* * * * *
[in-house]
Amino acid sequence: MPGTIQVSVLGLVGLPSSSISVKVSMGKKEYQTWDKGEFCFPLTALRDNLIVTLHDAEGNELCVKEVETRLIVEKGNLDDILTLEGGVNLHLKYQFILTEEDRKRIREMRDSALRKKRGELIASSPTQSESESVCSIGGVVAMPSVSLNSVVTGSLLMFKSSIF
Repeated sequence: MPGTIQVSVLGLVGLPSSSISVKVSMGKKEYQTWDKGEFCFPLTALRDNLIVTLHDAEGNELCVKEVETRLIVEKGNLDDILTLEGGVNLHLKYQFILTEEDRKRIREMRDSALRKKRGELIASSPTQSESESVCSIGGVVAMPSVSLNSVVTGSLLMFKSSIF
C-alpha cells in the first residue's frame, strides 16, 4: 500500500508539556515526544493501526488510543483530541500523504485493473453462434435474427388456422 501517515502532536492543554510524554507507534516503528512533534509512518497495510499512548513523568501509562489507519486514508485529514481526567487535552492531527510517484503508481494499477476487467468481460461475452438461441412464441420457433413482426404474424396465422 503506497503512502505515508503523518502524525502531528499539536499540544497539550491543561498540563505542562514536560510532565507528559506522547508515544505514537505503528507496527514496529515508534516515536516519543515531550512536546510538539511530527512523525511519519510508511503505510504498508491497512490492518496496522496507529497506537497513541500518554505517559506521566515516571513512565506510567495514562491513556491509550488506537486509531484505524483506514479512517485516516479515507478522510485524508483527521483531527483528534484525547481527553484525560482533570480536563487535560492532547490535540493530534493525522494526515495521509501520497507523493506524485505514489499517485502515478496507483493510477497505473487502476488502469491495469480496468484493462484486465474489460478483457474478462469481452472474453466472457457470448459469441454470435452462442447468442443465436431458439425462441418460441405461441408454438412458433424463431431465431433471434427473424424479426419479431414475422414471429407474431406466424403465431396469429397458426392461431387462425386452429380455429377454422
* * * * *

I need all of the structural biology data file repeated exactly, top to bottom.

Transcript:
[in-house]
Amino acid sequence: MPGTIQVSVLGLVGLPSSSISVKVSMGKKEYQTWDKGEFCFPLTALRDNLIVTLHDAEGNELCVKEVETRLIVEKGNLDDILTLEGGVNLHLKYQFILTEEDRKRIREMRDSALRKKRGELIASSPTQSESESVCSIGGVVAMPSVSLNSVVTGSLLMFKSSIF
Repeated sequence: MPGTIQVSVLGLVGLPSSSISVKVSMGKKEYQTWDKGEFCFPLTALRDNLIVTLHDAEGNELCVKEVETRLIVEKGNLDDILTLEGGVNLHLKYQFILTEEDRKRIREMRDSALRKKRGELIASSPTQSESESVCSIGGVVAMPSVSLNSVVTGSLLMFKSSIF
C-alpha cells in the first residue's frame, strides 16, 4: 500500500508539556515526544493501526488510543483530541500523504485493473453462434435474427388456422 501517515502532536492543554510524554507507534516503528512533534509512518497495510499512548513523568501509562489507519486514508485529514481526567487535552492531527510517484503508481494499477476487467468481460461475452438461441412464441420457433413482426404474424396465422 503506497503512502505515508503523518502524525502531528499539536499540544497539550491543561498540563505542562514536560510532565507528559506522547508515544505514537505503528507496527514496529515508534516515536516519543515531550512536546510538539511530527512523525511519519510508511503505510504498508491497512490492518496496522496507529497506537497513541500518554505517559506521566515516571513512565506510567495514562491513556491509550488506537486509531484505524483506514479512517485516516479515507478522510485524508483527521483531527483528534484525547481527553484525560482533570480536563487535560492532547490535540493530534493525522494526515495521509501520497507523493506524485505514489499517485502515478496507483493510477497505473487502476488502469491495469480496468484493462484486465474489460478483457474478462469481452472474453466472457457470448459469441454470435452462442447468442443465436431458439425462441418460441405461441408454438412458433424463431431465431433471434427473424424479426419479431414475422414471429407474431406466424403465431396469429397458426392461431387462425386452429380455429377454422